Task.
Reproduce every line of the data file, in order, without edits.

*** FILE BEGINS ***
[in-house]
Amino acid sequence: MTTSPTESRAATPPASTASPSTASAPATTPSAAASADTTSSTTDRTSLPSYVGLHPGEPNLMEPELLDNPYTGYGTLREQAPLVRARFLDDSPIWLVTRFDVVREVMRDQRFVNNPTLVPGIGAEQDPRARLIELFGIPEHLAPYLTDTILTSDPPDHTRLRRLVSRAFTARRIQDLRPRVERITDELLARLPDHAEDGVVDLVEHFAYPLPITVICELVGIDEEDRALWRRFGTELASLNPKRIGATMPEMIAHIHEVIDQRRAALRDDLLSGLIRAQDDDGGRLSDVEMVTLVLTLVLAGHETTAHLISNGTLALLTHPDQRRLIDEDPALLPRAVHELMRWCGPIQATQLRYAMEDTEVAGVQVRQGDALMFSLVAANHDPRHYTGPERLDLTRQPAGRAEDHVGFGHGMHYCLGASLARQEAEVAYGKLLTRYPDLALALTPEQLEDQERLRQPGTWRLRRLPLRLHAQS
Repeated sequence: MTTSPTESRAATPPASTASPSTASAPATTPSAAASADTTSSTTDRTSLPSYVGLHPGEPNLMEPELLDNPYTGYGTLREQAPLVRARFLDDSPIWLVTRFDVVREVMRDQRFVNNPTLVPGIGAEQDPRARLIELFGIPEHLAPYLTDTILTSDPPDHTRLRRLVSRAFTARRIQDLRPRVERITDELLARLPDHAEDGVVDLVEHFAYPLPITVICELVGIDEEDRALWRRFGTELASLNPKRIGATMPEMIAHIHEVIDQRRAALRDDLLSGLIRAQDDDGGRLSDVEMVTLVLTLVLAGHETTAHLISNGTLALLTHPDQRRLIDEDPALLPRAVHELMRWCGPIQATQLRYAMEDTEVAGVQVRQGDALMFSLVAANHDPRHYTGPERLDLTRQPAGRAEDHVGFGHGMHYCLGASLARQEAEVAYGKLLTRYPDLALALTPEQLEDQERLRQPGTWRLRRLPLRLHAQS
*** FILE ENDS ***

[in-house]
Amino acid sequence: MTTSPTESRAATPPASTASPSTASAPATTPSAAASADTTSSTTDRTSLPSYVGLHPGEPNLMEPELLDNPYTGYGTLREQAPLVRARFLDDSPIWLVTRFDVVREVMRDQRFVNNPTLVPGIGAEQDPRARLIELFGIPEHLAPYLTDTILTSDPPDHTRLRRLVSRAFTARRIQDLRPRVERITDELLARLPDHAEDGVVDLVEHFAYPLPITVICELVGIDEEDRALWRRFGTELASLNPKRIGATMPEMIAHIHEVIDQRRAALRDDLLSGLIRAQDDDGGRLSDVEMVTLVLTLVLAGHETTAHLISNGTLALLTHPDQRRLIDEDPALLPRAVHELMRWCGPIQATQLRYAMEDTEVAGVQVRQGDALMFSLVAANHDPRHYTGPERLDLTRQPAGRAEDHVGFGHGMHYCLGASLARQEAEVAYGKLLTRYPDLALALTPEQLEDQERLRQPGTWRLRRLPLRLHAQS
Repeated sequence: MTTSPTESRAATPPASTASPSTASAPATTPSAAASADTTSSTTDRTSLPSYVGLHPGEPNLMEPELLDNPYTGYGTLREQAPLVRARFLDDSPIWLVTRFDVVREVMRDQRFVNNPTLVPGIGAEQDPRARLIELFGIPEHLAPYLTDTILTSDPPDHTRLRRLVSRAFTARRIQDLRPRVERITDELLARLPDHAEDGVVDLVEHFAYPLPITVICELVGIDEEDRALWRRFGTELASLNPKRIGATMPEMIAHIHEVIDQRRAALRDDLLSGLIRAQDDDGGRLSDVEMVTLVLTLVLAGHETTAHLISNGTLALLTHPDQRRLIDEDPALLPRAVHELMRWCGPIQATQLRYAMEDTEVAGVQVRQGDALMFSLVAANHDPRHYTGPERLDLTRQPAGRAEDHVGFGHGMHYCLGASLARQEAEVAYGKLLTRYPDLALALTPEQLEDQERLRQPGTWRLRRLPLRLHAQS